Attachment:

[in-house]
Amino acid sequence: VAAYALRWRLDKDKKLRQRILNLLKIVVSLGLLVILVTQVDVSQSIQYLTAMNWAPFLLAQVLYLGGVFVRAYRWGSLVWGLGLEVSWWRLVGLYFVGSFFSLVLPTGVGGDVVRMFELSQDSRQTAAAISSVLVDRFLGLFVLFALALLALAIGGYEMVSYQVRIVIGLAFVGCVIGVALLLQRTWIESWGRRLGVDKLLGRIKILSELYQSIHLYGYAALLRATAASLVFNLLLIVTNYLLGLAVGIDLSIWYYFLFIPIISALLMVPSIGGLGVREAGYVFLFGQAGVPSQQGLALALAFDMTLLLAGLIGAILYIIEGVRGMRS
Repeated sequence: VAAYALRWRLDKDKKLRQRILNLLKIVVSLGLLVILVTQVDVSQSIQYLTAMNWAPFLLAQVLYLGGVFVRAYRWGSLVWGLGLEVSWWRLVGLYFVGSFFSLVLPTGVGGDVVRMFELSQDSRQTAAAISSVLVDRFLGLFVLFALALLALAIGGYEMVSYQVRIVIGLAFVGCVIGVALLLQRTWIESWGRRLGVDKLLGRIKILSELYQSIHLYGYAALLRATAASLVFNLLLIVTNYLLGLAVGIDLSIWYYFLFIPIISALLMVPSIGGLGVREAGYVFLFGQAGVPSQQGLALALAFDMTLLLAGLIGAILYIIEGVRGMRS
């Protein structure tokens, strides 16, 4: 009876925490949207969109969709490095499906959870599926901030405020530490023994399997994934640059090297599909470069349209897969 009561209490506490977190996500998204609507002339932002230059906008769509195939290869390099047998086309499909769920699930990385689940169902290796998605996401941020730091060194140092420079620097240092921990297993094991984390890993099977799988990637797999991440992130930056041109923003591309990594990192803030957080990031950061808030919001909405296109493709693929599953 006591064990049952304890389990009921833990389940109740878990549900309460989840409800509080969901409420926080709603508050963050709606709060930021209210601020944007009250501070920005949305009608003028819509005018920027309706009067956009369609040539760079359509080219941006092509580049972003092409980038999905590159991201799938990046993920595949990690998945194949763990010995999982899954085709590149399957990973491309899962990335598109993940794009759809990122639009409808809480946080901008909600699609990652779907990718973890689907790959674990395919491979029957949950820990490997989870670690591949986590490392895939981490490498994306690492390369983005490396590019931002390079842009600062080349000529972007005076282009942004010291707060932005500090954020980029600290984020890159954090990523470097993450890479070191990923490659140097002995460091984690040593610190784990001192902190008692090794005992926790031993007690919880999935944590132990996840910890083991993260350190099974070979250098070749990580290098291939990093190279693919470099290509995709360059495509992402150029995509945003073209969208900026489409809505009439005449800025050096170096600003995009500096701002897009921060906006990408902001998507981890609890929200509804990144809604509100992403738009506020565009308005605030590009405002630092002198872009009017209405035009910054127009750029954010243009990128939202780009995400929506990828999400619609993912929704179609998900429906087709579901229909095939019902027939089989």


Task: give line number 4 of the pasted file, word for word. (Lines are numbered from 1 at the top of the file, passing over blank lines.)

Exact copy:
């Protein structure tokens, strides 16, 4: 009876925490949207969109969709490095499906959870599926901030405020530490023994399997994934640059090297599909470069349209897969 009561209490506490977190996500998204609507002339932002230059906008769509195939290869390099047998086309499909769920699930990385689940169902290796998605996401941020730091060194140092420079620097240092921990297993094991984390890993099977799988990637797999991440992130930056041109923003591309990594990192803030957080990031950061808030919001909405296109493709693929599953 006591064990049952304890389990009921833990389940109740878990549900309460989840409800509080969901409420926080709603508050963050709606709060930021209210601020944007009250501070920005949305009608003028819509005018920027309706009067956009369609040539760079359509080219941006092509580049972003092409980038999905590159991201799938990046993920595949990690998945194949763990010995999982899954085709590149399957990973491309899962990335598109993940794009759809990122639009409808809480946080901008909600699609990652779907990718973890689907790959674990395919491979029957949950820990490997989870670690591949986590490392895939981490490498994306690492390369983005490396590019931002390079842009600062080349000529972007005076282009942004010291707060932005500090954020980029600290984020890159954090990523470097993450890479070191990923490659140097002995460091984690040593610190784990001192902190008692090794005992926790031993007690919880999935944590132990996840910890083991993260350190099974070979250098070749990580290098291939990093190279693919470099290509995709360059495509992402150029995509945003073209969208900026489409809505009439005449800025050096170096600003995009500096701002897009921060906006990408902001998507981890609890929200509804990144809604509100992403738009506020565009308005605030590009405002630092002198872009009017209405035009910054127009750029954010243009990128939202780009995400929506990828999400619609993912929704179609998900429906087709579901229909095939019902027939089989």